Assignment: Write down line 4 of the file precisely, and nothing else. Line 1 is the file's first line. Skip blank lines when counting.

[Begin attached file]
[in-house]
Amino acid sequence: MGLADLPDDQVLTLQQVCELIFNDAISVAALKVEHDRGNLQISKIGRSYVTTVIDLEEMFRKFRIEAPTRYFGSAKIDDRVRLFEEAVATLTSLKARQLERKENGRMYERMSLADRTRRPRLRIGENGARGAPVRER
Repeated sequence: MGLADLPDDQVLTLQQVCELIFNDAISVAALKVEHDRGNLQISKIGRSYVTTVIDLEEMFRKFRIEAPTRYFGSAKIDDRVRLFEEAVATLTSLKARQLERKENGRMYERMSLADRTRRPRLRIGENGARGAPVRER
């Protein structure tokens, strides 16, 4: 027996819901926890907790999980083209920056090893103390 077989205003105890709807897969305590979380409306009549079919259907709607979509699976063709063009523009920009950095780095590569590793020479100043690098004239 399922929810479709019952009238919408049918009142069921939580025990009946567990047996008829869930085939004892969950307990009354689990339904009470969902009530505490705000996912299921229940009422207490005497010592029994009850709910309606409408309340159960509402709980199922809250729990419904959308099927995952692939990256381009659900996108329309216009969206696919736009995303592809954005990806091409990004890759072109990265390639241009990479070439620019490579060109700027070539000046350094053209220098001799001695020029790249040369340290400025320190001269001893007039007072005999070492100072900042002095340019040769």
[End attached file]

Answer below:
């Protein structure tokens, strides 16, 4: 027996819901926890907790999980083209920056090893103390 077989205003105890709807897969305590979380409306009549079919259907709607979509699976063709063009523009920009950095780095590569590793020479100043690098004239 399922929810479709019952009238919408049918009142069921939580025990009946567990047996008829869930085939004892969950307990009354689990339904009470969902009530505490705000996912299921229940009422207490005497010592029994009850709910309606409408309340159960509402709980199922809250729990419904959308099927995952692939990256381009659900996108329309216009969206696919736009995303592809954005990806091409990004890759072109990265390639241009990479070439620019490579060109700027070539000046350094053209220098001799001695020029790249040369340290400025320190001269001893007039007072005999070492100072900042002095340019040769």